• Mar 8 2013: My personal thanks for what role you've played as TEDx Organizer in having the courage to invite Dr. Sheldrake to appear on TEDx Talks. Likewise, your decision to allow listeners to comment on your desire to remove his talk is much appreciated.

      Concerning lack of evidence for his claims, though, it's difficult, I'm sure, to make a full case for ANY claim in eighteen minutes. However, virtually everything covered in the talk is also extensively covered in his book, "The Science Delusion", called "Science Set Free" in the US. He is a well-published scientist and academic. His views seem particularly well researched. He is graciously open to critique and, frankly, I've yet to see him leave any critique left unanswered. He has always responded to criticism articulately, effectively and scientifically.

      I guess I've become a consumate fan of the man over the years and believe what separates him from other scientists is his refusal to let fear of controversy impede his expression and enjoyment of the pursuit of truth that is science.
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        Mar 8 2013: Joe Martin and others,
        My initial comment was based only on my viewing Rupert Sheldrake's TEDxTalk, not on any knowledge or information about his background or about the controverses he has been involved in. Your comment made me look at his track record. Of course, it is impossible to get a complete and fair picture of his abilities just by means of 15 minutes Internet research. However, this quick research convinced me that the presentation in his TEDx Talk about the different measured and published values of the speed of light, was consciously misleading rather than fair. With his background in science, e.g. biochemistry, he must (or should) have known better.
        Neither your comments nor his list of publications makes me change my opinion, that his TEDx Talk shold be removed, not because he accuses science to be bassed on a set of false, or at least questionable, dogmas, but because his bias and his use of misleading or false arguments.
        You may look upon "his refusal to let fear of controversy impede his expression and enjoyment of the pursuit of truth that is science" as entertaining, but viewers expecting "ideas worth spreading" will be misled.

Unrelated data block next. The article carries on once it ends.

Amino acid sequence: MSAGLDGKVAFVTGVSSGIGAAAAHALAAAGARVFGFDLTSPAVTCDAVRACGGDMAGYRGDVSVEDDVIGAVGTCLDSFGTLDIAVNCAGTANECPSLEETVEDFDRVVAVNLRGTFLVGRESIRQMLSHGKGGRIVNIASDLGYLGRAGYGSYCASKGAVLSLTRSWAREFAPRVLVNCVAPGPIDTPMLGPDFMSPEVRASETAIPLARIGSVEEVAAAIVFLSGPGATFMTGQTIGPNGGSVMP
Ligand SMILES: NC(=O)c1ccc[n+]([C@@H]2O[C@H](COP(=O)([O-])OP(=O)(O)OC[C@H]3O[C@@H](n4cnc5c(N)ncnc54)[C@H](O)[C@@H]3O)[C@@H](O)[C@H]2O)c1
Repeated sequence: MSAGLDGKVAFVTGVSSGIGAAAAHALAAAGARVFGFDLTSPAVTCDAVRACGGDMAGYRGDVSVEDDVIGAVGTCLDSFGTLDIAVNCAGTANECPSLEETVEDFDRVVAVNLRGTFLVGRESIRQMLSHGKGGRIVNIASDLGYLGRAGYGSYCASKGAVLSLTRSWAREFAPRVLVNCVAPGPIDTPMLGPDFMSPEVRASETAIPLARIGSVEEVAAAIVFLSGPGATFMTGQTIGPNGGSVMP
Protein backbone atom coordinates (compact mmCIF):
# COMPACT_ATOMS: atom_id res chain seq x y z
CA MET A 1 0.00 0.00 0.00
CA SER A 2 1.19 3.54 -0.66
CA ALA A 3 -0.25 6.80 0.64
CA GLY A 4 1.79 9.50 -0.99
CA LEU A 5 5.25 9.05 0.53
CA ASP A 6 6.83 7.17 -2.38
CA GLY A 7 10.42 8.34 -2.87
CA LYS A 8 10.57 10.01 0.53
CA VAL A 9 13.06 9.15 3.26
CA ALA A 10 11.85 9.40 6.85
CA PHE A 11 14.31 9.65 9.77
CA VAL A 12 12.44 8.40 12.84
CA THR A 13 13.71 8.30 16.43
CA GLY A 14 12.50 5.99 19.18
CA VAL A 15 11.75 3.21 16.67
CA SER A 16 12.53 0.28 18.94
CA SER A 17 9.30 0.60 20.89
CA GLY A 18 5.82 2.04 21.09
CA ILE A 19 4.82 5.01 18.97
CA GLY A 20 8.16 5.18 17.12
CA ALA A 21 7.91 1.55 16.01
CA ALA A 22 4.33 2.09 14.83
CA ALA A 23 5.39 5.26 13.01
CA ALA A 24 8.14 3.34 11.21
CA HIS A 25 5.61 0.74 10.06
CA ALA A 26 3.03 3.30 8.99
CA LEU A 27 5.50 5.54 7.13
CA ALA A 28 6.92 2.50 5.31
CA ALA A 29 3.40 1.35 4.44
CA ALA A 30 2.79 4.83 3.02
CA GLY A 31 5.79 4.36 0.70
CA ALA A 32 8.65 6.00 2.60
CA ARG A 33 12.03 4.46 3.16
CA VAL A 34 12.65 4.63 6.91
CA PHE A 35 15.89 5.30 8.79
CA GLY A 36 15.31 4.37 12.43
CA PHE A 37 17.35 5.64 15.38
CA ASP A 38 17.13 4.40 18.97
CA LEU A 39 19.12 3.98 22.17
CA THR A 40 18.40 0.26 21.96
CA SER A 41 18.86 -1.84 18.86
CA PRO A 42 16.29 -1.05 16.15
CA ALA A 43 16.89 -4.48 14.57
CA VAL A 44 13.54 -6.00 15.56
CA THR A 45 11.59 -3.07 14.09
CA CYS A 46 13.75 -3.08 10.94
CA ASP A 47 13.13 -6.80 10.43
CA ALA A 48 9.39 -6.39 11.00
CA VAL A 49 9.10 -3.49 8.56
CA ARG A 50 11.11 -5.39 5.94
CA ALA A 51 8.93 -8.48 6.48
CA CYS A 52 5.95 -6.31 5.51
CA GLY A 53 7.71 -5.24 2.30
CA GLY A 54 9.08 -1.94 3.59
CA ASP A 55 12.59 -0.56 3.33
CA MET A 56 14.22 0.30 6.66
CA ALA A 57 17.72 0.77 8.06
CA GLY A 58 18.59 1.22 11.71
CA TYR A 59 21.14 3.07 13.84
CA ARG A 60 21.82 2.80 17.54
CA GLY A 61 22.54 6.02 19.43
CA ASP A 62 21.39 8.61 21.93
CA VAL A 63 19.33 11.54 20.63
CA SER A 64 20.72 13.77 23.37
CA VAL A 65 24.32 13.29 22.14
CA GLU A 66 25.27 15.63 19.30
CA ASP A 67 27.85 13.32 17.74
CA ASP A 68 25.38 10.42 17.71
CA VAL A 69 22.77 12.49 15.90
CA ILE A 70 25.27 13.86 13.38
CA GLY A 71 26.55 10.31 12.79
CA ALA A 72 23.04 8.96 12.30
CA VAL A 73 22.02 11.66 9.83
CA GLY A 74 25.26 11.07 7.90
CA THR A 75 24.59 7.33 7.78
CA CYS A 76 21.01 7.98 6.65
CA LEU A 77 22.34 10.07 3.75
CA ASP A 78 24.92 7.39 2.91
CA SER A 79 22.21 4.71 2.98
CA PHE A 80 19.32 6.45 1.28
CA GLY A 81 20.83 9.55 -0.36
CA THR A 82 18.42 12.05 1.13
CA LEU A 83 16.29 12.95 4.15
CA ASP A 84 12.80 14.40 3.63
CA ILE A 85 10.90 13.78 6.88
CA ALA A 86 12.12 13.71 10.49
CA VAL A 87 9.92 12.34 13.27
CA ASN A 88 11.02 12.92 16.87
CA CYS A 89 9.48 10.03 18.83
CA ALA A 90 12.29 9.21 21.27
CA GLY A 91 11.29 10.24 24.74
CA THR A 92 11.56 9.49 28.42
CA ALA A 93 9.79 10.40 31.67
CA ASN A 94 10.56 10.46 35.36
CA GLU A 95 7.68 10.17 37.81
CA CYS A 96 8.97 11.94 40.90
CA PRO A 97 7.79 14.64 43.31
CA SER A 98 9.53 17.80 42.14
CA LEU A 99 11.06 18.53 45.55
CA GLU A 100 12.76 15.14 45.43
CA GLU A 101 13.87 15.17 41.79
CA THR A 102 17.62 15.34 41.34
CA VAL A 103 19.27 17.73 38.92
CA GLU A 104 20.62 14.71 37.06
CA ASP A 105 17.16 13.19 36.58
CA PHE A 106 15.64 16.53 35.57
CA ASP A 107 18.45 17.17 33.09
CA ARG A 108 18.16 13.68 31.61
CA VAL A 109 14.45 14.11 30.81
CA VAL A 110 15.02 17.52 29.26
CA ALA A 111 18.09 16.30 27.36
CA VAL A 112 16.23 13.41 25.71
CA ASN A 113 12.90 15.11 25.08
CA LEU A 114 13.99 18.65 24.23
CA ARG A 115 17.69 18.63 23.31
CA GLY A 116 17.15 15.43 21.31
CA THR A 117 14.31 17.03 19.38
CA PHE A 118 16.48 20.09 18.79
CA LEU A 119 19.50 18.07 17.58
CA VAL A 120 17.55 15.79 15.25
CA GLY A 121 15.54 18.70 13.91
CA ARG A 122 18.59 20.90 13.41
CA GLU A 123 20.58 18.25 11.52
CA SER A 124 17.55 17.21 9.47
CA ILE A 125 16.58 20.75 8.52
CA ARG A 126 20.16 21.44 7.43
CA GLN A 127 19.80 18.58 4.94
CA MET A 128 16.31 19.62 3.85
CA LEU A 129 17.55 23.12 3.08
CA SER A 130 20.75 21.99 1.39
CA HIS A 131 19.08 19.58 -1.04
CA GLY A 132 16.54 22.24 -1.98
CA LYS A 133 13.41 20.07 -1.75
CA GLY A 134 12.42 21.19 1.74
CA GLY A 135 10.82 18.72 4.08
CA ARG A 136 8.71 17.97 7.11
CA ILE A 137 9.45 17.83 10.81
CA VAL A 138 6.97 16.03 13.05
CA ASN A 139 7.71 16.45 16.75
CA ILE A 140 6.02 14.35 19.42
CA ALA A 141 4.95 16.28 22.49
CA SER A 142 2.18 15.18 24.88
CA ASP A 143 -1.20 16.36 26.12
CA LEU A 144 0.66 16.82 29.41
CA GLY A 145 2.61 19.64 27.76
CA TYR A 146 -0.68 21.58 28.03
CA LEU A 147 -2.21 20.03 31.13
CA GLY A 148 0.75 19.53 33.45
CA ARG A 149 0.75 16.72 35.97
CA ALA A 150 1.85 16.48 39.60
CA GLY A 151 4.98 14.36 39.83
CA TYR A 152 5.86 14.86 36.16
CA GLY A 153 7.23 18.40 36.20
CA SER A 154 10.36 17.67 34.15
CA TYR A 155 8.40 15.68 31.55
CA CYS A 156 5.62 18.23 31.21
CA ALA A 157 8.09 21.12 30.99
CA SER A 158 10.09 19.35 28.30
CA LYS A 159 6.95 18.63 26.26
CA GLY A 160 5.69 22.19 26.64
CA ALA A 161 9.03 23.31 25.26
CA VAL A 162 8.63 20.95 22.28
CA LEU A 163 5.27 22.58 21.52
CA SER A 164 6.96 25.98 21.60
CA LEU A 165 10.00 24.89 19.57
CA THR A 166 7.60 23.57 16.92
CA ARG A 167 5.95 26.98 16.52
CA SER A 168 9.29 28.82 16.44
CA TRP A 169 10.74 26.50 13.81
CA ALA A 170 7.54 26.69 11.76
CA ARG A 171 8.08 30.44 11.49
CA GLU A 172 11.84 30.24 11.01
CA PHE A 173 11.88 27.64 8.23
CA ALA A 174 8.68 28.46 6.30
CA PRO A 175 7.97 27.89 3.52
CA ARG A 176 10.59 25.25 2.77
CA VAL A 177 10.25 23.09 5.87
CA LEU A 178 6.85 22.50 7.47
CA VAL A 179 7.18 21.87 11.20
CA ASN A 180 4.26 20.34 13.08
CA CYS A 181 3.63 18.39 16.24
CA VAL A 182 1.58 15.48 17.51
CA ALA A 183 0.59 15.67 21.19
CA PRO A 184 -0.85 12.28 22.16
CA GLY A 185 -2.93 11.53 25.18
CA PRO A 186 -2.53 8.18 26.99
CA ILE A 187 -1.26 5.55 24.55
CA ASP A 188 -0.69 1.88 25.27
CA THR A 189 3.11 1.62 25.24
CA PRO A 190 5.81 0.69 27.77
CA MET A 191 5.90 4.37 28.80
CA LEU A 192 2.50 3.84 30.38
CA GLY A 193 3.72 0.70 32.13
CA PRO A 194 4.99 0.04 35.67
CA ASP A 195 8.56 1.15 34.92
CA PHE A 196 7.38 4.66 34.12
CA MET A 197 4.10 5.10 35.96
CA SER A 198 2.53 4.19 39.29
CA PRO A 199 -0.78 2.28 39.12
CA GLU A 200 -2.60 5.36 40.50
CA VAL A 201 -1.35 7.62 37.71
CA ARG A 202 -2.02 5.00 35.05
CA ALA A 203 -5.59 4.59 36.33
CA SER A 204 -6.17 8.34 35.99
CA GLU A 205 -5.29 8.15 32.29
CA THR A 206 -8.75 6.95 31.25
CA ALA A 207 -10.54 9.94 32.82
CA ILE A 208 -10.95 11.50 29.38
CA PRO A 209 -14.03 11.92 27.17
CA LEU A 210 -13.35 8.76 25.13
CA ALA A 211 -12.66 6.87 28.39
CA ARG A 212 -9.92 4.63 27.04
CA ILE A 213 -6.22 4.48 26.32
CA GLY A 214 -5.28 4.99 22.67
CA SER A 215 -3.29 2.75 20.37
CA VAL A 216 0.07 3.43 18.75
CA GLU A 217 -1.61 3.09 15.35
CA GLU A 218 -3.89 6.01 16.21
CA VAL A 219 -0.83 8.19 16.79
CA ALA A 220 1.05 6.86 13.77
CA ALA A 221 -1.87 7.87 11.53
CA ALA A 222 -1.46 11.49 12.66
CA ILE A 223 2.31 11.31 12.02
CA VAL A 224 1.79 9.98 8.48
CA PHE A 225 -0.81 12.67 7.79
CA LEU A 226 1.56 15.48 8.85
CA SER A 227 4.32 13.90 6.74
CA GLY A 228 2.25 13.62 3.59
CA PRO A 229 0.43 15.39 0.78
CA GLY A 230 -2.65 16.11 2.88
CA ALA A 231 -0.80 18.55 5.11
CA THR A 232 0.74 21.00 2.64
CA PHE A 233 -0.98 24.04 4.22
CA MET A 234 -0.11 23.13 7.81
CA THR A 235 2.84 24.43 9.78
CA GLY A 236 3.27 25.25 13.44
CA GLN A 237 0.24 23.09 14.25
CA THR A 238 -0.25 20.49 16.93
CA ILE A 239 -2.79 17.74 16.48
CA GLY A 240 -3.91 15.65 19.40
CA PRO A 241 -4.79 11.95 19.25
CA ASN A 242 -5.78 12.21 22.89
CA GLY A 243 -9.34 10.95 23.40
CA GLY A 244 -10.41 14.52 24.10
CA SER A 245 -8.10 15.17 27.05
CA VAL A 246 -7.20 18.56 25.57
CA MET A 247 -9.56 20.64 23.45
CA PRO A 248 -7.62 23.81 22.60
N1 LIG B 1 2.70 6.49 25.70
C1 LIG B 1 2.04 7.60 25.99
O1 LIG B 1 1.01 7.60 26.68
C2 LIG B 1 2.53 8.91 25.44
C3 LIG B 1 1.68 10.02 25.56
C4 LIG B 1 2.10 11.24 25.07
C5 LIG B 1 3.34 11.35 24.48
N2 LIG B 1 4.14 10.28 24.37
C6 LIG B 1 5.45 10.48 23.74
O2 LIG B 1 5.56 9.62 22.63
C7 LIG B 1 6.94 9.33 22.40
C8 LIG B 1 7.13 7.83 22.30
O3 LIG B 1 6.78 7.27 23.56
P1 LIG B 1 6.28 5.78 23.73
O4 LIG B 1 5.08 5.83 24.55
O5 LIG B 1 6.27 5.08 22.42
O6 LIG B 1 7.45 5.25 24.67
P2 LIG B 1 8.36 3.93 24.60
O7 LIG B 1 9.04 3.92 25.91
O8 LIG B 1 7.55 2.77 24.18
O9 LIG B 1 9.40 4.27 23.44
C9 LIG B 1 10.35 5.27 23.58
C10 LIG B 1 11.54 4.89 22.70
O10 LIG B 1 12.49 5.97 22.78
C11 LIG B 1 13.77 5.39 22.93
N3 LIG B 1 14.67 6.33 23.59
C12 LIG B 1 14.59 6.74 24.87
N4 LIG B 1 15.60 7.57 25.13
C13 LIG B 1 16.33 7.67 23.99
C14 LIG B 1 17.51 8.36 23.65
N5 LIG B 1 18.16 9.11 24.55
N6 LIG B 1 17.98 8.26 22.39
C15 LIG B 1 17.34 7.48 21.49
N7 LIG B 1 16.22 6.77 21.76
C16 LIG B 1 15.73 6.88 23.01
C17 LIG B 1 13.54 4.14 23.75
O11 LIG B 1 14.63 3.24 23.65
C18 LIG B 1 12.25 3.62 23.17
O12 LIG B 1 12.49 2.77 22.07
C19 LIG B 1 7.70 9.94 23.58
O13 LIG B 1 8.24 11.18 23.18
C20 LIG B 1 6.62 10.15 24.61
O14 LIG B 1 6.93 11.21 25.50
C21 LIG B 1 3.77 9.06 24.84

• Mar 8 2013: Bengt, I don't see Sheldrake's importance as being in his entertainment value. His importance is in his intelligence and his willingness to challenge scientific thinking in unique and innovative ways that precious few even attempt.

          Yes, Sheldrake lets it rip. He doesn't mince words. Could he present himself in a fashion that would not raise the hackles of many of his fellow scientists as he seems to do now? I don't know. I don't know how one can candy coat his basic message, that something is fundamentally wrong with the way modern science is played out day to day, and expect the pill to go down any easier.

          But a science that loses its ability to entertain deep self-critique, that stops enjoying ripping itself to shreds intellectually, has already lost something important.

          I guess what I'm saying is, the proper scientific response to Sheldrake is to dialog, not reject. He's not anti-science. He cares deeply about science. He cares enough to challenge his fellow scientists at a fundamental level. How else can science ever hope to know itself at any fundamental level unless it opens itself to deep critique?
  • Mar 8 2013: Please consider the current state of the physical sciences.

    The Theory of Relativity is the best we have for explaining large scale physics, and it is flawed. The "laws of nature" break down when applied to black holes and the theory is inadequate to explain some other phenomena.

    Quantum Mechanics has no adequate explanation for the particle/wave duality. Noted physicists admit that the results of double-slit experiments remain a mystery. The math is amazingly accurately in its predictions, but the true nature of the subatomic world is still waiting to be discovered.